A/76/222: Exercise of the rights to freedom of peaceful assembly and of association as essential to advancing climate justice
23 July 2021
Freedom of association and assembly
This report, presented at the 76th session of the General Assembly, unpacks the challenges and risks facing individuals, communities and organizations exercising their rights to freedom of peaceful assembly and of association in order to support and advance climate justice.
Climate change is today’s greatest threat to life on earth. The Intergovernmental Panel on Climate Change (IPCC) has unequivocally stated that in the absence of effective climate action, the world is on a pathway to temperature increases between 3°C to 5°C by 2100, which would simply devastate humanity’s future. The UN High Commissioner for Human Rights, Michelle Bachelet, has warned that “the human implications of currently projected levels of global heating are catastrophic” and threaten the enjoyment of all human rights. Many of the climate change impacts have already been observed, including the increased frequency and intensity of extreme weather events, rising sea levels and biodiversity loss. Moreover, climate change impacts are disproportionately affecting marginalized communities and poorer regions and countries.
For decades people around the world have organized in associations, formal and informal, to tackle climate change and support effective and equitable measures that would guard against the dangers of global warming. Such associations have produced and analyzed scientific data; helped shape policies based on their technical expertise; fostered collaboration among key stakeholders; helped communities to adapt to climate change impacts; ensured that the voices of marginalized and at-risk populations are taken into account and shed light on issues affecting these populations, and pushed for urgent action, including by organizing demonstrations and peaceful protests.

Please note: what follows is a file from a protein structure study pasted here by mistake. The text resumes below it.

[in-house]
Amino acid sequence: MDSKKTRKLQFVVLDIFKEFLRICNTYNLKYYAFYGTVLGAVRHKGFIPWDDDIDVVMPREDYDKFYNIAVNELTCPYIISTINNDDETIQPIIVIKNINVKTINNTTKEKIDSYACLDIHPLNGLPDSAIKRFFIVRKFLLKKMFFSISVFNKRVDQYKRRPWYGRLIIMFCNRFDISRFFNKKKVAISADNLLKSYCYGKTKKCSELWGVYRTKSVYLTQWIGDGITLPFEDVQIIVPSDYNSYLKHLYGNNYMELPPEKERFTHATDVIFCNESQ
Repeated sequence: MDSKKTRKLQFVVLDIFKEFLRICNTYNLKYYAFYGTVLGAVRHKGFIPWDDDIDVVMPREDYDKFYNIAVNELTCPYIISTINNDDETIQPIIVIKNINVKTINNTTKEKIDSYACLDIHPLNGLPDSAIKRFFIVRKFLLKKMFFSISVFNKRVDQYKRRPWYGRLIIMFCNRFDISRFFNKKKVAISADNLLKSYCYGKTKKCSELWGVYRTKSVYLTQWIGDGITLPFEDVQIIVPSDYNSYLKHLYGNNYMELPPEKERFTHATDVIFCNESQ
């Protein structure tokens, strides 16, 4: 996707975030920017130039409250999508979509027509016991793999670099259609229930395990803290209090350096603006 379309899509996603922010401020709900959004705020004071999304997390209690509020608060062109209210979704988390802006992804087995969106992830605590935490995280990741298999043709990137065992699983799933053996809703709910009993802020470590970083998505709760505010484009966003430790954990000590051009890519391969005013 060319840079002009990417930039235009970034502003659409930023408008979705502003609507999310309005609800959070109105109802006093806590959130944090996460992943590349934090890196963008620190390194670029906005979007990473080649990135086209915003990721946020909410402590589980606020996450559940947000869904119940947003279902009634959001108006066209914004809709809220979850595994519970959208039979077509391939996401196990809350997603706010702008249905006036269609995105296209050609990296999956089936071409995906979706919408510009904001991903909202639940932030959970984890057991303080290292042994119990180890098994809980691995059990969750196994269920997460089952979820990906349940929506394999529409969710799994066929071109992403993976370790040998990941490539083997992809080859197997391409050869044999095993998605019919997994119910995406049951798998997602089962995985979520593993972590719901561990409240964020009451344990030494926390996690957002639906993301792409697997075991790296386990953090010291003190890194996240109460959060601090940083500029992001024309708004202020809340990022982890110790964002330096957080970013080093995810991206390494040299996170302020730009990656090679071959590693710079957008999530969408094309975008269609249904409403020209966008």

But over these years the global community’s response to climate change has been unacceptably slow, with many governments intentionally delaying action or denying climate change altogether. This inaction has triggered a new wave of global activism calling for greater ambition now. While the movement is intergenerational and diverse, women and children; indigenous peoples in both the global North and South, and nonviolent protesters have emerged as a new force for action.
This growing global climate justice movement has had remarkable achievements in the last five years. It has transformed the global discourse on climate change; it has led to the adoption of ambitious climate change policies in some countries; and it has raised awareness of the need to increase children, women and indigenous people’s participation into climate change policy making. However, the movement has been met with fierce repression from governments and the private sector. This repression has taken many forms, from protest bans and laws criminalizing legitimate acts of peaceful assembly, to attempts to paint climate defenders as “eco-terrorists,” to online harassment and physical persecution. The COVID-19 pandemic has only amplified the existent restrictions on climate and environmental defenders as states have been enacting emergency measures that further enhance their powers. There is a danger that such new powers and restrictions may outlast the pandemic and may become the new norm.
It is in this context the Special Rapporteur will devote his next thematic report to the General Assembly at its 76th session to the enjoyment of the rights to freedom of peaceful assembly and of association to advance climate justice.
Key questions and types of input sought
The Special Rapporteur therefore wishes to receive inputs, by responding to the following questionnaire to help enrich this upcoming report.